|In a world obsessed with hoarding material wealth and acquiring symbolic societal status, how we judge the value of our existence is to a great extent dependent upon how worthy or unworthy others perceive us to be – whether fairly or unfairly. While a favourable verdict imbues us with a vainglorious vanity, an adverse judgment plunges us into a morass of depression and despondency. A paranoid anxiety concerning our status (or the lack of it) in society is the theme of Alain De Botton’s “Status Anxiety”. This is a very relevant and essential work, especially considering the pressure we put on ourselves to better our prospects relevant to that which is the preserve of our neighbour.
Alain De Botton exhorts us to sever ourselves from the unending loop of the rat race and to develop an attitude of temperance and contentment. Arguing that this manic craving for status was not always a concomitant of the Homo sapiens thinking, De Botton provides various spiritual as well as practical examples to illustrate the fact that frugality can be the handmaiden of happiness and a fulfilling life. Whether it be Henry David Thoreau’s ingenious act of living in a self-constructed house in the serene calm of wooded surroundings, or St Thomas Aquinas’ austere self-imposed poverty, De Botton impresses upon the curious the fact that monetary excesses to not equate to either spiritual progression or peaceful living. As De Botton also takes pains to illustrate, there have been movements and attempts by a collection of determined souls – spanning a number of years – to liberate mankind from the relentless pursuit of Mammon worship and the sacrifice of happiness and judiciousness at the altar of greed and prejudice. These individuals encompass a wide range of art enthusiasts such as poets, painters, authors and Christian moralists. While it is beyond the scope of this review to recount the exploits of such luminaries, suffice it to say that all their exhortations finds a strong voice in De Botton’s writing.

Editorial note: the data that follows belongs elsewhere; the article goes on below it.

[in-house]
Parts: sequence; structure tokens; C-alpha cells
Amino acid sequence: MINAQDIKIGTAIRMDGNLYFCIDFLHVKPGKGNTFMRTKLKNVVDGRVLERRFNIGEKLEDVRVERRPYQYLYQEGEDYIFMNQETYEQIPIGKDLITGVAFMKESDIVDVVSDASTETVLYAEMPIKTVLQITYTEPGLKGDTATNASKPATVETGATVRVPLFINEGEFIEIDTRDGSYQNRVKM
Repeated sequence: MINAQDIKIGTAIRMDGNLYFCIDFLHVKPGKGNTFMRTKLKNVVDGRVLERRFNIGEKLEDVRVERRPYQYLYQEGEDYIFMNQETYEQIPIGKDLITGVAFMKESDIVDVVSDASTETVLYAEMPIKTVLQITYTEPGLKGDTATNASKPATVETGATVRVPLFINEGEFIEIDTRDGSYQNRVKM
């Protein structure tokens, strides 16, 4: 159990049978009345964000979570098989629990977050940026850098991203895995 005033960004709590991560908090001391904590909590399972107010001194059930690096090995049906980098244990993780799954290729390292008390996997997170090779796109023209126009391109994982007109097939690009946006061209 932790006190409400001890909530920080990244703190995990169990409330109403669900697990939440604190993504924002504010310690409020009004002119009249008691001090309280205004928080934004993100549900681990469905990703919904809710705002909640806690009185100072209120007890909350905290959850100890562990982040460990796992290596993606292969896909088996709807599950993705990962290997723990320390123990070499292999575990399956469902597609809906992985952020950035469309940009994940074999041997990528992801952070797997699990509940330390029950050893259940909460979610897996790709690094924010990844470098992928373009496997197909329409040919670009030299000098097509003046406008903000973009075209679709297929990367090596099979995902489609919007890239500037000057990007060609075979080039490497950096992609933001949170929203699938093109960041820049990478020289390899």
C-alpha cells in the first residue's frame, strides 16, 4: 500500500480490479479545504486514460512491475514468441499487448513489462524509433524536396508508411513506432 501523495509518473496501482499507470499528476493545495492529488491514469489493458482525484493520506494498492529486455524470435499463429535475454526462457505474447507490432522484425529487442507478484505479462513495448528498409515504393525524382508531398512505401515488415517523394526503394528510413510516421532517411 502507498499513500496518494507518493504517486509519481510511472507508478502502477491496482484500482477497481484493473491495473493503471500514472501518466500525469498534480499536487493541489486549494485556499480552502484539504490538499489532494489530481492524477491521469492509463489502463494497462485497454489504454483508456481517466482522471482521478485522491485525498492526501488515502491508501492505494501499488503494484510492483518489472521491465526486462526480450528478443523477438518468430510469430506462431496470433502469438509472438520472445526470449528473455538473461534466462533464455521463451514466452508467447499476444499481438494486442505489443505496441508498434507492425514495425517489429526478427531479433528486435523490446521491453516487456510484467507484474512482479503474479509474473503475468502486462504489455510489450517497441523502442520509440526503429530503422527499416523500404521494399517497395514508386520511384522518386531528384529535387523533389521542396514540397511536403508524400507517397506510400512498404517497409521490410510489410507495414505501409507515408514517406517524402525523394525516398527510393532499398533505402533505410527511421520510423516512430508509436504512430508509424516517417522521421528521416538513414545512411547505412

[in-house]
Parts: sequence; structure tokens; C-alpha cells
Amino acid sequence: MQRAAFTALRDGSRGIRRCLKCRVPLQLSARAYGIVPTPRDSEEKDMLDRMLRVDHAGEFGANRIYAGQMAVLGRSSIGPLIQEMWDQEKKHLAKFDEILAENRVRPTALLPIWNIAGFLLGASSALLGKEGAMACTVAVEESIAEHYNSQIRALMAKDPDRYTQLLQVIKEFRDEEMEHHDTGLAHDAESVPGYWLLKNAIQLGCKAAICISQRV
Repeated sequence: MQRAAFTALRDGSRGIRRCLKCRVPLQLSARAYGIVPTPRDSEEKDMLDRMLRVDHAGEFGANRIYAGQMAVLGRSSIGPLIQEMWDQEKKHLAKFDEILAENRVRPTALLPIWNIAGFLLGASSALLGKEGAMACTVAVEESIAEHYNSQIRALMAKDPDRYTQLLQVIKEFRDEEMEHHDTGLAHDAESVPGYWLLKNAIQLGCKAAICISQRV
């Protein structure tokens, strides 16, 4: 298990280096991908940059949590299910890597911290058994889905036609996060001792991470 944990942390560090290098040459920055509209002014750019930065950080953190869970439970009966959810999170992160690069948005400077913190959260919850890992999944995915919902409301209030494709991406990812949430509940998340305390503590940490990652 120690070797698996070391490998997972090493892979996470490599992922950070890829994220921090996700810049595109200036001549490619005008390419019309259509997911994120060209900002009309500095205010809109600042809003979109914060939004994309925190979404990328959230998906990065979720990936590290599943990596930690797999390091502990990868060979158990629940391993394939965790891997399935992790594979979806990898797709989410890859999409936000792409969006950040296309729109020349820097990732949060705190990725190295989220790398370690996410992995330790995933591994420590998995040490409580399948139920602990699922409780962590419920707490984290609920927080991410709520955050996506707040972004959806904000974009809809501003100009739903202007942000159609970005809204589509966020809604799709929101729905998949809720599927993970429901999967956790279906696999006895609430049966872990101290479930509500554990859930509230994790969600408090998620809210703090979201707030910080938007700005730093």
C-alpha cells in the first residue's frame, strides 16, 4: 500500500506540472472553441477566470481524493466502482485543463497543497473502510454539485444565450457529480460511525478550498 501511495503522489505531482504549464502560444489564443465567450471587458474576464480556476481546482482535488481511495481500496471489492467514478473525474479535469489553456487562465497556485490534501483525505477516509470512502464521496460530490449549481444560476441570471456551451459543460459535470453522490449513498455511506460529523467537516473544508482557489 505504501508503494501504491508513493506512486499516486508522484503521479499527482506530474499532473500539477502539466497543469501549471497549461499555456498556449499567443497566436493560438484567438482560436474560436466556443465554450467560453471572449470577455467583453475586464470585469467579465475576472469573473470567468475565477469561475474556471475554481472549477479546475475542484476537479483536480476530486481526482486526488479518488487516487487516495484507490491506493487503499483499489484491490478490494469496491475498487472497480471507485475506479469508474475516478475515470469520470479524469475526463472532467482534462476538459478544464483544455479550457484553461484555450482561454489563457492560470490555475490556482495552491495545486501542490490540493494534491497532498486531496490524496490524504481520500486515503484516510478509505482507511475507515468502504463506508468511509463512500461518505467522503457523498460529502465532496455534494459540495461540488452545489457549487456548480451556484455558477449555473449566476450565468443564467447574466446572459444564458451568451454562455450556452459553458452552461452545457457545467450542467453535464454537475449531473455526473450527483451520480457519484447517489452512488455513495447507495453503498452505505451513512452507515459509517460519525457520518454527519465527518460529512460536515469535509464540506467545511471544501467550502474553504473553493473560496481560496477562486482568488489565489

De Botton writes with a passion that is genuine and a concern that is not unfounded. His impassioned pleas to not get bogged down in the abyss of extraneous opinions and to be not taken in by outlandish displays of ostentatious behavior strikes a powerful chord and remains long after the actual book has been completed. It needs to be clarified that De Botton does not advocate a complete abhorrence of material pleasures and a return to the mendicant style of living that was practiced by the hunter gatherer. On the contrary he urges us to practice self-restraint and to seek contentment in valuable and worthy intangibles such as love towards one’s family, cultivation of long lasting friendships and the inclination to lend a helping hand or an able shoulder whenever the need arises. As is the case with De Botton, there is no verbiage or flamboyance in the writing. The narration is pleasing on the eye and the important facets that are emphasized are supplemented by alluring illustrations.
“Status Anxiety” is a welcome and relieving remedy to the universal ailment of greed, rapaciousness, vanity and jealousy. If one is feeling weighed down by the pressures and predicaments of societal comparisons, then this is the very book one has to reach out to, to get rid of such burdensome anxiety.